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morning gone a birding; I have receiv'd from her another embaffy
Ford. 'Tis past eight already, sir.
Fal. Is it? I will then address me to my appointment. Come
best coat, master Ford: this 'tis to be married ! this ’tis
Quic. Sure, he is by this, or will be presently; but, truly
Mrs. Page. I'll be with her by and by; I'll but bring my young
Mrs. Page. Sir Hugh, my husband says, my son profits nothing in the world at his book; I pray you, ask him some questions in his accidence.
Eva. Come hither, William ; hold up your head, come.
Mrs. Page. Come on, sirrah; hold up your head ; answer your master, be not afraid.
Eva. William, how many numbers is in nouns ?
Quic. Truly, I thought there had been one number more, because they say, odd's nowns.
Eva. Peace your tatlings. What is Fair, William?
Eva. You are a very fimplicity 'oman; I pray you, peace.
Will. A stone,
Eva. That is a good William: what is he, William, that does lend articles ?
Will. Articles are borrow'd of the pronoun,and be thus declin'd, fingulariter nominativo, bic, hæc, hoc.
Eva. Nominativo, big, bag, hog; pray you, mark : genitivo, hujus : well, what is your accusative case ? Will
. Accusative, hinc. Eva. I pray you, have your remembrance, child; accusative, hung, hang, hog
Quic. #ang hog is Latin for bacon, I warrant you.
Eva. Leave your prabbles, ’oman. What is the focative cafe, William ?
Will. O, vocativo, 0.
Quic. ’Vengeance of Giney's case! fie on her! never name her, child, if she be a whore.
Eva. For shame, 'oman.
Quic. You do ill to teach the child such words : he teaches him to hick and to hack, which they'll do fast enough of themselves; and to call horum ; fie upon you !
Eva. 'Oman, art thou lunacies ? haft thou no understandings for thy cases, and the numbers of the genders ? thou art as foolish christian creatures as I would desire.
Mrs. Page. Pr’ythee, hold thy peace.
Eva. Show me now, William, some declensions of your pronouns.
Will. Forsooth, I have forgot.
Eva. It is, qui, quæ, quod; if you forget your qui's, your que's, and your quod's, you must be preeches; go your ways, and play, gom
Mrs. Page. He is a better fcholar than I thought he was.
Mrs. Page. Adieu, good sir Hugh. Get you home, boy. Come we stay too long
and I profess requital to a hair’s breadth, not only, mistress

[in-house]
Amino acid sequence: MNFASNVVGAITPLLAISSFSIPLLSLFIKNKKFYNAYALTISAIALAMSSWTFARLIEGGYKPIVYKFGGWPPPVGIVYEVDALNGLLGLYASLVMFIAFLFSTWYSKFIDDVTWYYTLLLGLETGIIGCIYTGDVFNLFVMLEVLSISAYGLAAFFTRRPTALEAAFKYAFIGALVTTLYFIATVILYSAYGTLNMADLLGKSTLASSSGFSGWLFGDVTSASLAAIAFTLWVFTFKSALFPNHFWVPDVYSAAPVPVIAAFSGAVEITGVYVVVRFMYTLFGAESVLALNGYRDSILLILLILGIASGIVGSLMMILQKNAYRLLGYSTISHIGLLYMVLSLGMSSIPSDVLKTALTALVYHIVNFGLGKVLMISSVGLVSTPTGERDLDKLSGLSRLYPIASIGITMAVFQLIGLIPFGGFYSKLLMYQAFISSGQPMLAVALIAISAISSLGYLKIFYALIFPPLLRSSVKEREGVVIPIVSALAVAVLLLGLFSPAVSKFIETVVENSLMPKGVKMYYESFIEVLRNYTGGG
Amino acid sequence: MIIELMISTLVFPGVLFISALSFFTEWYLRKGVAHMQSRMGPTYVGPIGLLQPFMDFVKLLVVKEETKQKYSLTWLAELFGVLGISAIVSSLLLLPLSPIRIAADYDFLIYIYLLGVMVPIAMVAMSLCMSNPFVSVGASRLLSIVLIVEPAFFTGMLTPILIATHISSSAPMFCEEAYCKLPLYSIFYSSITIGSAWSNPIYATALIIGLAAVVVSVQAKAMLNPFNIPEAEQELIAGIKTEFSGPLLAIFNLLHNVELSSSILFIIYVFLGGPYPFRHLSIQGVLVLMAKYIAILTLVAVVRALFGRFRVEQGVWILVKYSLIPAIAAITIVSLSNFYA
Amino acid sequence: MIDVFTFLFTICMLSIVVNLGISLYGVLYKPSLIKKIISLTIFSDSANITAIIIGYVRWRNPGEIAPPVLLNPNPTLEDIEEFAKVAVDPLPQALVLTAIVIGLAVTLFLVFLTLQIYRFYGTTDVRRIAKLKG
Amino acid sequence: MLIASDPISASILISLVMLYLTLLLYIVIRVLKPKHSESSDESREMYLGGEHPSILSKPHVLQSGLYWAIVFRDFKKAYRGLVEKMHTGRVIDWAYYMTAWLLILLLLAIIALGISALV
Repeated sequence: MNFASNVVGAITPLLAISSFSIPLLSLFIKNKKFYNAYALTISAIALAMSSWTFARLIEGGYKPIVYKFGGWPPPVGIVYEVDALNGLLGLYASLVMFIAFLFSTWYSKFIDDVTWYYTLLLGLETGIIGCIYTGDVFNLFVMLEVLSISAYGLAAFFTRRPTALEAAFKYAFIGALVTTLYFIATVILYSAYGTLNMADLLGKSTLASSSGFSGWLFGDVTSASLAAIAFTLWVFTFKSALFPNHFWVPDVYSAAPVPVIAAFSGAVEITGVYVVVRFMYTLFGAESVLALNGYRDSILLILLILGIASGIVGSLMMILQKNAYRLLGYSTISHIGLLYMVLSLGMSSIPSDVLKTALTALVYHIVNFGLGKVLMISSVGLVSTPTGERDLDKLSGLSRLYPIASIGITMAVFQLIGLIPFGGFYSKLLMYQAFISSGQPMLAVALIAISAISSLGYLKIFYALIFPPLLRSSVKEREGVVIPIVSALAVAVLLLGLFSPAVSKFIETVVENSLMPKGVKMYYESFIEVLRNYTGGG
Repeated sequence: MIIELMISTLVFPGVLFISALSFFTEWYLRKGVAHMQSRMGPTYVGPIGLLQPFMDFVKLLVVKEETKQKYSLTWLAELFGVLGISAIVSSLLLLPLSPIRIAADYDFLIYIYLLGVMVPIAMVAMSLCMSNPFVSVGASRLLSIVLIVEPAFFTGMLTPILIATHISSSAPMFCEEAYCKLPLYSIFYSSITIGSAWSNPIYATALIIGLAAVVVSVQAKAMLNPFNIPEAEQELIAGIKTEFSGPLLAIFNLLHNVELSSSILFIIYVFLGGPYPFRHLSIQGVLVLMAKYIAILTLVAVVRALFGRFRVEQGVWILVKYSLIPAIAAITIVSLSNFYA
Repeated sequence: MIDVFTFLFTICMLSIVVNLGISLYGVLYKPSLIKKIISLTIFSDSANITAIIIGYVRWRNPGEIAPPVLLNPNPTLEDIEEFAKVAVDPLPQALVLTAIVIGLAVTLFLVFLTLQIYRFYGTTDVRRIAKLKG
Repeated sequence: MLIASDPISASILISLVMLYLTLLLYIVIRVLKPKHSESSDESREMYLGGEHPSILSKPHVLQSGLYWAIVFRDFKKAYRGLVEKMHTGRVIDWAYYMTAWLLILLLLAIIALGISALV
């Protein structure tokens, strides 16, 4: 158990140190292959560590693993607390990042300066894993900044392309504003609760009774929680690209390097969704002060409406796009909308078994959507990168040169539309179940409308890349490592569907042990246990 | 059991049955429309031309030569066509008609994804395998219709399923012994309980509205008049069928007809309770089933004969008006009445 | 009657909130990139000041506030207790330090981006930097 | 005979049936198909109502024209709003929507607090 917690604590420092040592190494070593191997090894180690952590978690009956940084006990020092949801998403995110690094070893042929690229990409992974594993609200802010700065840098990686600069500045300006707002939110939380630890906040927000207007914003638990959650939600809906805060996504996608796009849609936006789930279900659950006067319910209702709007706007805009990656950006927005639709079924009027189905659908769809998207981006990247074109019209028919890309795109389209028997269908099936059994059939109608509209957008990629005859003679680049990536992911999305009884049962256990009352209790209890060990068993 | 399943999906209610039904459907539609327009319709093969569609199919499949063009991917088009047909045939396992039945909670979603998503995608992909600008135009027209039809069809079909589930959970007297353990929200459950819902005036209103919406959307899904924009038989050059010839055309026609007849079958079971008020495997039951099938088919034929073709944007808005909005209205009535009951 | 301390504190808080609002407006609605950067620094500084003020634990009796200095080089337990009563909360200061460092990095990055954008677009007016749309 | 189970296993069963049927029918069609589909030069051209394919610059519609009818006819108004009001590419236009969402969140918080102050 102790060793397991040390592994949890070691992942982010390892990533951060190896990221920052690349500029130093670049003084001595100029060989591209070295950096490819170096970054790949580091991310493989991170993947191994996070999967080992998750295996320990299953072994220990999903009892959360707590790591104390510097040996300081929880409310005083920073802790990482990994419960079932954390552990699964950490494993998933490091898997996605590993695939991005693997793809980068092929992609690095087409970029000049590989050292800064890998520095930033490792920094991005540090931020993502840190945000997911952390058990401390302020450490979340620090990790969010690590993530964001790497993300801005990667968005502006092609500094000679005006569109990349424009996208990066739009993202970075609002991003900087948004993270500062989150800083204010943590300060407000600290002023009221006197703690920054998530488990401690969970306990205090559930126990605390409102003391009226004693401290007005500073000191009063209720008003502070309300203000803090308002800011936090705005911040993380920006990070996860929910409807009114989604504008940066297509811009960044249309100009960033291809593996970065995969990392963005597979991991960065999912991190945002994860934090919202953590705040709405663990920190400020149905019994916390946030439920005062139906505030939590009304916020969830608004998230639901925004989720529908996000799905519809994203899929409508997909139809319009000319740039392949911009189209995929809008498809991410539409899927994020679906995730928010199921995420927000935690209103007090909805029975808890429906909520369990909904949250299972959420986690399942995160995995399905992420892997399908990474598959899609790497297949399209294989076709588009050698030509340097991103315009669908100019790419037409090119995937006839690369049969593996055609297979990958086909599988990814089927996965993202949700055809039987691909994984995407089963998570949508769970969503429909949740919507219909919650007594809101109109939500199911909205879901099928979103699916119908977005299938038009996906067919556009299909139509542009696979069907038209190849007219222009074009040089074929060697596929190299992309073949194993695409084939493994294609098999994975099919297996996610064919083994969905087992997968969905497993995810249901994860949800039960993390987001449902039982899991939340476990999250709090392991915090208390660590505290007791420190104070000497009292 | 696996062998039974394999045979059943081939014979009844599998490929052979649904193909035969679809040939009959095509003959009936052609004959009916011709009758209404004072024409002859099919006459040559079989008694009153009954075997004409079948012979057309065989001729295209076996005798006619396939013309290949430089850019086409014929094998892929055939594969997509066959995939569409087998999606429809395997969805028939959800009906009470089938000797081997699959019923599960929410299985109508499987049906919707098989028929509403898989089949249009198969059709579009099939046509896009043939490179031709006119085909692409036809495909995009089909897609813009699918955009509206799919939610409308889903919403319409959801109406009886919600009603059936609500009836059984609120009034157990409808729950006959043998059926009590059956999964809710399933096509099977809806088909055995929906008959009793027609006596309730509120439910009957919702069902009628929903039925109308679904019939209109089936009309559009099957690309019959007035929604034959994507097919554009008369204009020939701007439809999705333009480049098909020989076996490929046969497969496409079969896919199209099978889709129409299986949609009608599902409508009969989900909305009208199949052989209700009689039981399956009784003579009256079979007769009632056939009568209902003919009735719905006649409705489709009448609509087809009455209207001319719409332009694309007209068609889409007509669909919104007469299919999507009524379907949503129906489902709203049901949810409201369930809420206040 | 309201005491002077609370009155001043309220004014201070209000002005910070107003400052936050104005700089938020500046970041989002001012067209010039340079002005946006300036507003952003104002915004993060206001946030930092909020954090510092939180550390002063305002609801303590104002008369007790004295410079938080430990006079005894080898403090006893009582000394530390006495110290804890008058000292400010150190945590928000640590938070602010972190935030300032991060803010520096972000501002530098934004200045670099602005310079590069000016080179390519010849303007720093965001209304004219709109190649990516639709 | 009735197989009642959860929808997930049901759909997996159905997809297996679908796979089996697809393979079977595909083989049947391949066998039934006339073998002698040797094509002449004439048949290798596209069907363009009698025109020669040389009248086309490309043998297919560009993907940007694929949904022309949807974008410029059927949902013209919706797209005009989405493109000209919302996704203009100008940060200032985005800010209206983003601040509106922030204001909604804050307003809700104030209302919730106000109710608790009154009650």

Mrs. Ford. He's a birding, sweet fir John.
Enter mistress Page.
Mrs. Page. Why, woman, your husband is in his old lunes again; he fo takes on yonder with my husband, so rails against all married mankind, fo curses all Eve's daughters of what complexion soever, and so buffets himself on the forehead, crying, peer-out, peer-out; that any madnefs I ever yet beheld seem'd but tameness, civility, and patience to this distemper he is in now; I am glad, the fat knight is not here:
Mrs. Ford. Why, does he talk of him?
Mrs. Page. Of none but him; and swears he was carry'd out, the last time he search'd for him, in a basket; protests to my husband he is now here; and hath drawn him and the rest of their company from their sport, to make another experiment of his suspicion; but I am glad, the knight is not here; now he shall see his own foolery.
Mrs. Ford. How near is he, mistress Page ?
Mrs. Page. Why then thou art utterly sham’d, and he's but a dead man. What a woman are you! away with him, away with him; better shame than murther.
Mrs. Ford. Which way should he go? how should I bestow him? shall I put him into the basket again?
Enter Falstaff. Fal. No, I'll come no more i'th' basket: may I not go out ere he come?
Mrs. Page. Alas, alas, three of master Ford's brothers watch the door with pistols, that none should issue out; otherwise you might flip ere he came: but what make
here? Fal. What shall I do? I'll creep up into the chimney.
Mrs. Ford. There they always use to discharge their birdingpieces; creep into the kiln-hole.
Fal. Where is it?
Mrs. Ford. He will seek there, on my word: neither press, coffer, chest, trunk, well, vault, but he hath an abstract for the remembrance of such places, and goes to them by his note; there is no hiding you in the house.
Fal. I'll go out then.
Mrs. Ford. If you go out in your own semblance, you die, fir John, unless you go out disguis'd. How might we disguise him?
Mrs. Page. Alas-the-day, I know not; there is no woman's gown big enough for him; otherwise he might put on a hat, a muffler, and a kerchief, and so escape.
Fal. Good heart, devise something; any extremity rather than mischief.
Mrs. Ford. My maid's aunt, the fat woman of Brainford, has
a gown above.
Mrs. Page. On my word, it will serve him; she's as big as he is, and there's her thrumb hat, and her muffler too. Run up, fir fobn.
Mrs. Ford. Go, go, sweet fir John, mistress Page and I will look some linen for your head.
Mrs. Page. Quick, quick, we'll come dress you straight; put on the gown the while.
[Exit. Falstaff. Mrs. Ford. I would, my husband would meet him in this shape; he cannot abide the old woman of Brainford; he swears, she's a witch, forbad her my house, and hath threatned to beat her.